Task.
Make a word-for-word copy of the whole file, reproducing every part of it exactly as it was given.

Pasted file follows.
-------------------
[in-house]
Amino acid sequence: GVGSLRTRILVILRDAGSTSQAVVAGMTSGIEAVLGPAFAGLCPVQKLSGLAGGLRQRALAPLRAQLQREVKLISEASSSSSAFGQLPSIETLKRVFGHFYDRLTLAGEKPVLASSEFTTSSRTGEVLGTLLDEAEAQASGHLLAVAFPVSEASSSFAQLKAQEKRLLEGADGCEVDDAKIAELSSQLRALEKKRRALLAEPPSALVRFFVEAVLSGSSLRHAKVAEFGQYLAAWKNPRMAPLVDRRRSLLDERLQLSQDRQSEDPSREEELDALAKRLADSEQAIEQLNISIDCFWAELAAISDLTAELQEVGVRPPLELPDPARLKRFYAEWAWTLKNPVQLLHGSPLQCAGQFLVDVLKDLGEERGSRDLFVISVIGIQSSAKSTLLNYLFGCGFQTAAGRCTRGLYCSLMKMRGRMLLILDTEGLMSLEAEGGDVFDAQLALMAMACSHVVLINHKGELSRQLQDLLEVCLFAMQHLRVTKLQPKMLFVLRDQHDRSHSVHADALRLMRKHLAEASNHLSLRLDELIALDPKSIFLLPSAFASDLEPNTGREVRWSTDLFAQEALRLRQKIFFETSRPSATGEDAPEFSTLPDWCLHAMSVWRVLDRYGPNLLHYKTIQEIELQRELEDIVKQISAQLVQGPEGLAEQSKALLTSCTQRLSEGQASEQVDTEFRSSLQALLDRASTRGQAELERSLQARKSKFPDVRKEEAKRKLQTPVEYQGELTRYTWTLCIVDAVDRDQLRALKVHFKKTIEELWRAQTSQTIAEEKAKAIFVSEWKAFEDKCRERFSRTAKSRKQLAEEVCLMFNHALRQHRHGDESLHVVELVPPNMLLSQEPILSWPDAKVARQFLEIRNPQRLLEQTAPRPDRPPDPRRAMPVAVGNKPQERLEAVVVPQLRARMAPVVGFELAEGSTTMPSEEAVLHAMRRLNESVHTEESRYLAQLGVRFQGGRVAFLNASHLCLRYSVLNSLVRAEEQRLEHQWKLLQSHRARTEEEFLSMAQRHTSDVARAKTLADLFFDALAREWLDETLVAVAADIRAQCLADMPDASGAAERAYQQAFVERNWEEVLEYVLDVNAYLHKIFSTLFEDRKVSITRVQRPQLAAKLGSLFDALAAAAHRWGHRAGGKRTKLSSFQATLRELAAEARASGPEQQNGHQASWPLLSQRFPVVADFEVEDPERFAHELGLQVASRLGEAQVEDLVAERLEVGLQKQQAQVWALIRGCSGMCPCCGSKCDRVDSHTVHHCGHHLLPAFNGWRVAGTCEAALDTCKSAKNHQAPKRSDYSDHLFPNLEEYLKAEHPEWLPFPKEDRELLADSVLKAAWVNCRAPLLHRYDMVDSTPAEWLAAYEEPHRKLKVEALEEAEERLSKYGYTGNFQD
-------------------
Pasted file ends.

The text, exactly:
[in-house]
Amino acid sequence: GVGSLRTRILVILRDAGSTSQAVVAGMTSGIEAVLGPAFAGLCPVQKLSGLAGGLRQRALAPLRAQLQREVKLISEASSSSSAFGQLPSIETLKRVFGHFYDRLTLAGEKPVLASSEFTTSSRTGEVLGTLLDEAEAQASGHLLAVAFPVSEASSSFAQLKAQEKRLLEGADGCEVDDAKIAELSSQLRALEKKRRALLAEPPSALVRFFVEAVLSGSSLRHAKVAEFGQYLAAWKNPRMAPLVDRRRSLLDERLQLSQDRQSEDPSREEELDALAKRLADSEQAIEQLNISIDCFWAELAAISDLTAELQEVGVRPPLELPDPARLKRFYAEWAWTLKNPVQLLHGSPLQCAGQFLVDVLKDLGEERGSRDLFVISVIGIQSSAKSTLLNYLFGCGFQTAAGRCTRGLYCSLMKMRGRMLLILDTEGLMSLEAEGGDVFDAQLALMAMACSHVVLINHKGELSRQLQDLLEVCLFAMQHLRVTKLQPKMLFVLRDQHDRSHSVHADALRLMRKHLAEASNHLSLRLDELIALDPKSIFLLPSAFASDLEPNTGREVRWSTDLFAQEALRLRQKIFFETSRPSATGEDAPEFSTLPDWCLHAMSVWRVLDRYGPNLLHYKTIQEIELQRELEDIVKQISAQLVQGPEGLAEQSKALLTSCTQRLSEGQASEQVDTEFRSSLQALLDRASTRGQAELERSLQARKSKFPDVRKEEAKRKLQTPVEYQGELTRYTWTLCIVDAVDRDQLRALKVHFKKTIEELWRAQTSQTIAEEKAKAIFVSEWKAFEDKCRERFSRTAKSRKQLAEEVCLMFNHALRQHRHGDESLHVVELVPPNMLLSQEPILSWPDAKVARQFLEIRNPQRLLEQTAPRPDRPPDPRRAMPVAVGNKPQERLEAVVVPQLRARMAPVVGFELAEGSTTMPSEEAVLHAMRRLNESVHTEESRYLAQLGVRFQGGRVAFLNASHLCLRYSVLNSLVRAEEQRLEHQWKLLQSHRARTEEEFLSMAQRHTSDVARAKTLADLFFDALAREWLDETLVAVAADIRAQCLADMPDASGAAERAYQQAFVERNWEEVLEYVLDVNAYLHKIFSTLFEDRKVSITRVQRPQLAAKLGSLFDALAAAAHRWGHRAGGKRTKLSSFQATLRELAAEARASGPEQQNGHQASWPLLSQRFPVVADFEVEDPERFAHELGLQVASRLGEAQVEDLVAERLEVGLQKQQAQVWALIRGCSGMCPCCGSKCDRVDSHTVHHCGHHLLPAFNGWRVAGTCEAALDTCKSAKNHQAPKRSDYSDHLFPNLEEYLKAEHPEWLPFPKEDRELLADSVLKAAWVNCRAPLLHRYDMVDSTPAEWLAAYEEPHRKLKVEALEEAEERLSKYGYTGNFQD